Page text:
Give me a break! Immodest means not being completely covered from head to toe. This is not a Muslim country. As for me, I don't like to see women imprisoned in garments covering everything aside from their face, or sometimes only their eyes. The men are not required to cover every inch of skin, only women. I have always been more modest than the average American female, but I don't like double-standards and religions that do not have equal rights for women. Muslim women are not even allowed to pray in the same place that males pray. Women are treated as property and have few if any rights. If a girl is attacked and raped, she better have four male witnesses or she will be accused of illicit sex herself. She may end up stoned to death or killed by her own family. Look at what happened to the woman from Norway who was raped in Dubai - SHE was convicted and sentenced to 16 months in jail before her country was able to get her released! Women in some Muslim countries are not allowed to drive a car, or go out in public without a male relative as a chaperone.
If you expect girls and women to be what you consider to be modest, then you do belong in a cave!
In Response

by: Badr al-Deen from: Wisconsin
July 27, 2013 8:19 PM
No, this is not a muslim country, but that is irrelevant.

A young man whose hormones have kicked into overdrive is obviously sensitive to the manner in which many women in his immediate environment seek to draw attention to themselves by their physical appearance. In mainstream American society, numerous elements of influence tend to promulgate and reinforce standards of superficial judgment ~ standards upon which both men and women are psychologically conditioned. As such, the term "immodest," as used by the young man featured in this article, implies a disposition that places a premium upon physical appearance while devaluing the person for whom he/she actually is.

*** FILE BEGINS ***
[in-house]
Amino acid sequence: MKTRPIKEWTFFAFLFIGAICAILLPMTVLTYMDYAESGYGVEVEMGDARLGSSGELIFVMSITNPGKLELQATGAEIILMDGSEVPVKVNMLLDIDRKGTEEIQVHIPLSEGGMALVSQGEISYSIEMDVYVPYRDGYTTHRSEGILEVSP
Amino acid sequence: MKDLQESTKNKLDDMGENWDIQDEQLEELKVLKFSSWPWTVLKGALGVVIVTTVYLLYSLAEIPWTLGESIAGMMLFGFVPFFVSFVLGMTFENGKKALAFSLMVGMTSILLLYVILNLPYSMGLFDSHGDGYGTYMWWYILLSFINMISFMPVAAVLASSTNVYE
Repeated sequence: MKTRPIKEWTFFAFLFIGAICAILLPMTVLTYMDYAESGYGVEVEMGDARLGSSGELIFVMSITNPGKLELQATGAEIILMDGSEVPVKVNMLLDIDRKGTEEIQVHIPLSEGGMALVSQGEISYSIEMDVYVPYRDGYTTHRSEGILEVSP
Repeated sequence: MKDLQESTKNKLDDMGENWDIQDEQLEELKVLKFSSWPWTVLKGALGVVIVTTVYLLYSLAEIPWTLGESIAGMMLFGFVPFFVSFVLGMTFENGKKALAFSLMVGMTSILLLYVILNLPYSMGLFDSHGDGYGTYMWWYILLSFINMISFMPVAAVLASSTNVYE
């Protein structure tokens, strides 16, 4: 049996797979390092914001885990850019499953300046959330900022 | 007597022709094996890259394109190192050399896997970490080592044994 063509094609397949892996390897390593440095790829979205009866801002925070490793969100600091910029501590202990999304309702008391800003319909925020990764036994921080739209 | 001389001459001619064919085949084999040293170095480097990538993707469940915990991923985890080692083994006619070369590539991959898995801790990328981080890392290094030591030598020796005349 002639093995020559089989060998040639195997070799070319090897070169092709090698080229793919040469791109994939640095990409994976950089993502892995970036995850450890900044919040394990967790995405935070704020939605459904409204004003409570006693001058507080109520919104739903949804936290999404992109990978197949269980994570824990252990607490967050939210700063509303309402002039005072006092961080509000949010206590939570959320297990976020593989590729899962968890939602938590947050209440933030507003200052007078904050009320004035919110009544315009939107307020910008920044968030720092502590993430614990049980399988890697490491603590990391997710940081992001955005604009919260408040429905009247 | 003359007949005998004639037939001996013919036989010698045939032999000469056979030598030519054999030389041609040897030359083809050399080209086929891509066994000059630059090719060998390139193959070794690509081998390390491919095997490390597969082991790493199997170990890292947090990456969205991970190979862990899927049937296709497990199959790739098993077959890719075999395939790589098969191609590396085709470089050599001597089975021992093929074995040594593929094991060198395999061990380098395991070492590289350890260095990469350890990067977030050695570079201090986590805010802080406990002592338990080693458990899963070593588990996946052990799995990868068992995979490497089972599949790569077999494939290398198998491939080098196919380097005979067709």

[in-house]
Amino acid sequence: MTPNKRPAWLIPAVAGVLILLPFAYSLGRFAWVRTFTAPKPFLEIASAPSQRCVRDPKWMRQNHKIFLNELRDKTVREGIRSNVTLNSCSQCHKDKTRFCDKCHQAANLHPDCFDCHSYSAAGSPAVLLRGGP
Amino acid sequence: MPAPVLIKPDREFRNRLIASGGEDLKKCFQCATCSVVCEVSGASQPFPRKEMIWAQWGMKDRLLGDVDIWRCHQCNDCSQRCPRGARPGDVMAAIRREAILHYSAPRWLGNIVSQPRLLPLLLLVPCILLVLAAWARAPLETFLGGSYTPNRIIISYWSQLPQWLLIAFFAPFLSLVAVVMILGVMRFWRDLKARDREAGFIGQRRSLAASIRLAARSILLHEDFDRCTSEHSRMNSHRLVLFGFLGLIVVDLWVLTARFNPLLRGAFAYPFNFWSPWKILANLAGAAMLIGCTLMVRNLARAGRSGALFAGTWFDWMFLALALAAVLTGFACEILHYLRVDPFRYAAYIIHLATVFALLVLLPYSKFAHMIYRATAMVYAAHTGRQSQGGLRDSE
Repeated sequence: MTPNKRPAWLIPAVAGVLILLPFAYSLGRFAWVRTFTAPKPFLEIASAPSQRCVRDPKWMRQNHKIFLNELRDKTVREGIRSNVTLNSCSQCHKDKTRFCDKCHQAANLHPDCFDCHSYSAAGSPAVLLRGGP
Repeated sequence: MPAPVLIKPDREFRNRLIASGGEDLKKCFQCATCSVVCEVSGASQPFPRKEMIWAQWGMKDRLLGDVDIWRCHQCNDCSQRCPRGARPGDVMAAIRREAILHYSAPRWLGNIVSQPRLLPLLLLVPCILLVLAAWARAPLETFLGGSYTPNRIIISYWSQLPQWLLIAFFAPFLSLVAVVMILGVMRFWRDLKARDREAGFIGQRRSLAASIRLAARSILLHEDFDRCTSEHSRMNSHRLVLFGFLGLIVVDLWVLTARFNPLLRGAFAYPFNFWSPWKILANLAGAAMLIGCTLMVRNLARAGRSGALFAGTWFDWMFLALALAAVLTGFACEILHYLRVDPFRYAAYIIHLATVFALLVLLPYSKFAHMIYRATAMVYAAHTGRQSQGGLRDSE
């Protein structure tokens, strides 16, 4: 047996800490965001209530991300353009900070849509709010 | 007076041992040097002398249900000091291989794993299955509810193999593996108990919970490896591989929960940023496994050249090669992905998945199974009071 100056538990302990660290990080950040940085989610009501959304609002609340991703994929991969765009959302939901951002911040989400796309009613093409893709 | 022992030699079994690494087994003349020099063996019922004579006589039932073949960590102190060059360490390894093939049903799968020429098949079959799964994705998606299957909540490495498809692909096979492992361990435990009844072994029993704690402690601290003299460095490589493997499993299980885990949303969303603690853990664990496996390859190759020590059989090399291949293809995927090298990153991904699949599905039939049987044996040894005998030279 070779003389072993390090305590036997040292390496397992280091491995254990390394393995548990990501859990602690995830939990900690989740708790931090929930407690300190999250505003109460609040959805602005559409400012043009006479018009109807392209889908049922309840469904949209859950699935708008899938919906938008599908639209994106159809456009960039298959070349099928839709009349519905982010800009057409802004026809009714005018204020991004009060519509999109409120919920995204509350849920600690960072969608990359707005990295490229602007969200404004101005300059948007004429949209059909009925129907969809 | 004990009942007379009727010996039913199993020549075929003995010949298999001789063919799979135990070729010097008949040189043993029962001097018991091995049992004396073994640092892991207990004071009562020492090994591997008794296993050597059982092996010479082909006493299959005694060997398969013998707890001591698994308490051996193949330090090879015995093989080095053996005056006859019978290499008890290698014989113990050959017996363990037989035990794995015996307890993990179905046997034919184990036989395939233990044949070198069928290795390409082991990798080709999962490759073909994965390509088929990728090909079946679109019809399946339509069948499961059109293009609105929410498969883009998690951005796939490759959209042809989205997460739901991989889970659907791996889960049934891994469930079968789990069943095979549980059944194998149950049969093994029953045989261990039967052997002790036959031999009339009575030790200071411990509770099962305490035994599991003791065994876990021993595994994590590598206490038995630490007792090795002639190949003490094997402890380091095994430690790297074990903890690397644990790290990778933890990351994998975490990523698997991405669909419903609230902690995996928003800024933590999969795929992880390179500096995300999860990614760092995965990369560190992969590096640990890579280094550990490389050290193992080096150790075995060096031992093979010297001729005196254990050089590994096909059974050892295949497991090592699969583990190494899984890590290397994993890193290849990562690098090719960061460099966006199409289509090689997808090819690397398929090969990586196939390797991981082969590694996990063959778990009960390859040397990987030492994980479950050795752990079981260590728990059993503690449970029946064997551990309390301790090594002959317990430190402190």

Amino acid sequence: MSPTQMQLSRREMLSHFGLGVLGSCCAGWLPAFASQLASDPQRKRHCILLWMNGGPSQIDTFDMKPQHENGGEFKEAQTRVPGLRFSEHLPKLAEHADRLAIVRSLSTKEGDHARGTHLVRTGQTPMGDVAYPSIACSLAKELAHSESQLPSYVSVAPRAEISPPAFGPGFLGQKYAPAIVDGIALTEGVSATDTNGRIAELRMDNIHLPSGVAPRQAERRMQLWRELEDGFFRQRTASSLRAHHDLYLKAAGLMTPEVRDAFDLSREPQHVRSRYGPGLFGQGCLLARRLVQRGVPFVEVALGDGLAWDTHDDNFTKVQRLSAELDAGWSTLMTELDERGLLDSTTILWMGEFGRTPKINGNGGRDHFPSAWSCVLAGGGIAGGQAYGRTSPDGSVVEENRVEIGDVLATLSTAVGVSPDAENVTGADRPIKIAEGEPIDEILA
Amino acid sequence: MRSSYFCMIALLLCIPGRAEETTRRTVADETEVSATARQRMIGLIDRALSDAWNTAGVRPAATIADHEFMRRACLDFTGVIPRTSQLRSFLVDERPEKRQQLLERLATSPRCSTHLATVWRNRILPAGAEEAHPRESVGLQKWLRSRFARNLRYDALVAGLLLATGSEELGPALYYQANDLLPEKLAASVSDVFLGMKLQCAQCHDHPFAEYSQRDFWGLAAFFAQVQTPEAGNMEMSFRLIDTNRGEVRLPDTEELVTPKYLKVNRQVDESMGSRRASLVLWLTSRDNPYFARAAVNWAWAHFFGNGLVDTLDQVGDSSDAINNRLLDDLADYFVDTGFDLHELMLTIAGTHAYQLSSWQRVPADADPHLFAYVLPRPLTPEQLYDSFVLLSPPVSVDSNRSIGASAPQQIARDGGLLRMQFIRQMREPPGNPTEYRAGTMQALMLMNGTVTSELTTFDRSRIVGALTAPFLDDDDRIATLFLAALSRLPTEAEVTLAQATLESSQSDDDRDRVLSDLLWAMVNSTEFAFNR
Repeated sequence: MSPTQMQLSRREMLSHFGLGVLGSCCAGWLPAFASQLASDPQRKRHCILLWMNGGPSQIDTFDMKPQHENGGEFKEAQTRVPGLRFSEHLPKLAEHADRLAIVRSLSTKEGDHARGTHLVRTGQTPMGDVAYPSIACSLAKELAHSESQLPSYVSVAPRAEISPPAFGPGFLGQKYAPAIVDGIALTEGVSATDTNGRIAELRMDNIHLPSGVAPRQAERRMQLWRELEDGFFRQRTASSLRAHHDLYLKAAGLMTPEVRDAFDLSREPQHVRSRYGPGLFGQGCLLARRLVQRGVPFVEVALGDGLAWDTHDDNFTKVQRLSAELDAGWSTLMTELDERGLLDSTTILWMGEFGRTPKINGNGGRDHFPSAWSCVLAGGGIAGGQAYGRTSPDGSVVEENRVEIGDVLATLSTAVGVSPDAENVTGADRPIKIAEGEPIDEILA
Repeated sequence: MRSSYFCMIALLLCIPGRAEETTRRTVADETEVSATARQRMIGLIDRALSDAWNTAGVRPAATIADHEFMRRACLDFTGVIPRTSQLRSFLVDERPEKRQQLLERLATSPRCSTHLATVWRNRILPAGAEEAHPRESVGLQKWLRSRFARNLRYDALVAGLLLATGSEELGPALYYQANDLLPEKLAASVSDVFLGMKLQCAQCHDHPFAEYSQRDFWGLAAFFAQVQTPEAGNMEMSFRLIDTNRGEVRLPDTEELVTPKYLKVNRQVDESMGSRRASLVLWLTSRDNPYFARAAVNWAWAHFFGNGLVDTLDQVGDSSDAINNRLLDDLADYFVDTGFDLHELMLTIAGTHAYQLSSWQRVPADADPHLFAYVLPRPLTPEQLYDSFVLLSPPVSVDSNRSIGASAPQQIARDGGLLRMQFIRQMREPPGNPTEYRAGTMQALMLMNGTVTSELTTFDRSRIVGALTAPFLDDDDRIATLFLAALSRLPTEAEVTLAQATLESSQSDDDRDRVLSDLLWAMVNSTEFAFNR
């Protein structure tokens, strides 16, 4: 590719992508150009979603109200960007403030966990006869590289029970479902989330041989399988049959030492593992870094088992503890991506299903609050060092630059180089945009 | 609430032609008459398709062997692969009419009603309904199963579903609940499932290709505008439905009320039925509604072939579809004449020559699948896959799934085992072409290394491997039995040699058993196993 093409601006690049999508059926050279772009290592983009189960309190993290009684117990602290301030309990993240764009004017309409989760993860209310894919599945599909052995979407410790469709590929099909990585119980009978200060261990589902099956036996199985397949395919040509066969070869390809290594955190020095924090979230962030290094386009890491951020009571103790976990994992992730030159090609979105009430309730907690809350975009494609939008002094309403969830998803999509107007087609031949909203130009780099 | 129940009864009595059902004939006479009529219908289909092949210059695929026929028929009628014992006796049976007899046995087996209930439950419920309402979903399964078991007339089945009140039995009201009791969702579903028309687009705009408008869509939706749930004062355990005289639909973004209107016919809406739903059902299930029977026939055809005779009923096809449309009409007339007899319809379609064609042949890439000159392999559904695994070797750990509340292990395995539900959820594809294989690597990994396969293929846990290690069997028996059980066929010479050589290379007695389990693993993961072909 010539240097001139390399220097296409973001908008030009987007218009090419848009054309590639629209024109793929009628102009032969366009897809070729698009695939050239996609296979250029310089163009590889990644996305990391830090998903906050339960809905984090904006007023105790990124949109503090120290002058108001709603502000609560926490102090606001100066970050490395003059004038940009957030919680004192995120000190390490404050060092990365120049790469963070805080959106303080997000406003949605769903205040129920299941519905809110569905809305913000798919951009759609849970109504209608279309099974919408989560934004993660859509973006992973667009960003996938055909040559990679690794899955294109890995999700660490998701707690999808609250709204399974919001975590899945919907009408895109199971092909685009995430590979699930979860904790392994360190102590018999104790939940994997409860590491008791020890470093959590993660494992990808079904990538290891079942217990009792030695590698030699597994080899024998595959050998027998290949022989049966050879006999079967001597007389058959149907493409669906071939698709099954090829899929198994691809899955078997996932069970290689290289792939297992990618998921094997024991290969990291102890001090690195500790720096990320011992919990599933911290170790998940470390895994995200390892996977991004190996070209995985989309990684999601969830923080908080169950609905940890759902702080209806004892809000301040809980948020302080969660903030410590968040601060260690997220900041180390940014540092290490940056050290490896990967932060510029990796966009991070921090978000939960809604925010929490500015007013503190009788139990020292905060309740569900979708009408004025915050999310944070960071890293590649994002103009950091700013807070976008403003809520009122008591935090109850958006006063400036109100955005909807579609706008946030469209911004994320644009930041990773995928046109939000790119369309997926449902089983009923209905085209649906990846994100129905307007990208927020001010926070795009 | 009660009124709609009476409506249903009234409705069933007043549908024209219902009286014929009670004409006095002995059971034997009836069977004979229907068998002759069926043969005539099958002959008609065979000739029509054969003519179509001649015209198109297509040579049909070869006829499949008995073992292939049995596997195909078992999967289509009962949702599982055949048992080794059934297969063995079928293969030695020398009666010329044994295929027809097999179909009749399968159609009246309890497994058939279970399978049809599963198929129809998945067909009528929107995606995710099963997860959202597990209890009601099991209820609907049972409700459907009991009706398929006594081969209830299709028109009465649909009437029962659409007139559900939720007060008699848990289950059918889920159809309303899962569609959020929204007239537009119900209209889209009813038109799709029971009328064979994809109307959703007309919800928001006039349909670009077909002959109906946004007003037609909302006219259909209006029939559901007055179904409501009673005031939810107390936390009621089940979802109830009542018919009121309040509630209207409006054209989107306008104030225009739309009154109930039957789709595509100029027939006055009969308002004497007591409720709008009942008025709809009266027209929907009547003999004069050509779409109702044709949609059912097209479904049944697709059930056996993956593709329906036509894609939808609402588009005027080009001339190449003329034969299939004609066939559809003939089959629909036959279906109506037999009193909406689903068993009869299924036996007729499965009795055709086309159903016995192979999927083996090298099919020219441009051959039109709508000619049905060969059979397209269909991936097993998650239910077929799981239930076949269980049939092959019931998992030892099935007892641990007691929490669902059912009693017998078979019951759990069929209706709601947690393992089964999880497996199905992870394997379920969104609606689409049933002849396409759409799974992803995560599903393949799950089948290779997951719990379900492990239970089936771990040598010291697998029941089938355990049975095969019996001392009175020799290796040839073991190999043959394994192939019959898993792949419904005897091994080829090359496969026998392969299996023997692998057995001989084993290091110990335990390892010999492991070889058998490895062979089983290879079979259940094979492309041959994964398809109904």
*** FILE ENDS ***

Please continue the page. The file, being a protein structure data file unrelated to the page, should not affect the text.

And I don't imagine you have to be a muslim to understand that such a disposition suffuses American society. But it appears you have an axe to grind with muslims and you're just using one comment as a soapbox upon which to stand and rant.

Oh, well ...
In Response

by: lisa from: Ohio
July 26, 2013 5:19 PM
Muslim women are too precious to be on a public display. They don't have equal rights because men and women are not equal. Each gender has different capability and Islam acknowledges that! Women need protection, love, and care. Men are the providers. If a woman chooses to not work it is the duties of the husband to make sure she is well taken care of. Women have rights that is different than men in Islam. Different isn't necessarily a bad thing.

In regards to stoning... please don't confuse culture with the religion. Islam doesn't allow stoning unless 4 different people witness adultery taking place at 4 different occasions and they have proof that they saw the actual action of adultery taking place. not two ppl naked but people actually engaging in the act of fornication. What is the likelihood of that happening?

Please read more about the religion from the book of your Maker- the Quran. before you start repeating what the media tube throws at you.

have a blessed day.
In Response

by: me from: Texas
July 26, 2013 1:24 PM
lol... my question is: why are you bothered by women choosing to cover their body? Just because you want to walk around with all eyes on you doesn't mean everyone else has to want the same thing.

I decided to put on my scarf and dress modestly about 2 years ago and not a single soul forced me to do it. I CHOOSE to be decent! and if I think covering from head to toe is decent what is it to you?

I am not oppressed. I am not imprisoned. I am free in a wonderful country which gives me the right to practice my religion freely. You are right! the US isn't a Muslim Country. and i don't really care if it is or it isn't... I love the United States because of this thing called Freedom of Religion.. maybe you have heard of it?

I respect Christians, Jew, Athiest, Hindus, Buddist.. or any other form of religion. Everyone is entitled to their belief are practicing their belief without a problem... why do you have a problem with Muslims practicing their religion?
In Response

by: boy from: Pittsburgh
July 25, 2013 4:09 PM
In Islam Men are also required to cover. most of the women who cover do it by their own will, some by culture influence some do it for extra modesty. Islam dictates to be modest and its people who can follow by dressing however they want, they can cover head to toe or just head scarf.

by: Davis K. Thanjan from: New York
July 25, 2013 10:09 AM
It is good that the Moslem employer consider the welfare of the Moslem employees in observing Ramadan. I hope the Moslem employer show the same courtesy to Christian employees for observing the Good Friday and other Christian holy days. In the US, the government cannot give special dispensations to Moslem public employees for Ramadan observations. It will be considered special treatment of a religion by the government and it is illegal. The Government in the US did not provide special dispensations to Christians to observe Good Friday for the same reason.
In Response

by: Anonymous
July 25, 2013 4:15 PM
US Government holidays include Christmas, so its special dispensation, isn't it?
In Response

by: jonathan huang from: canada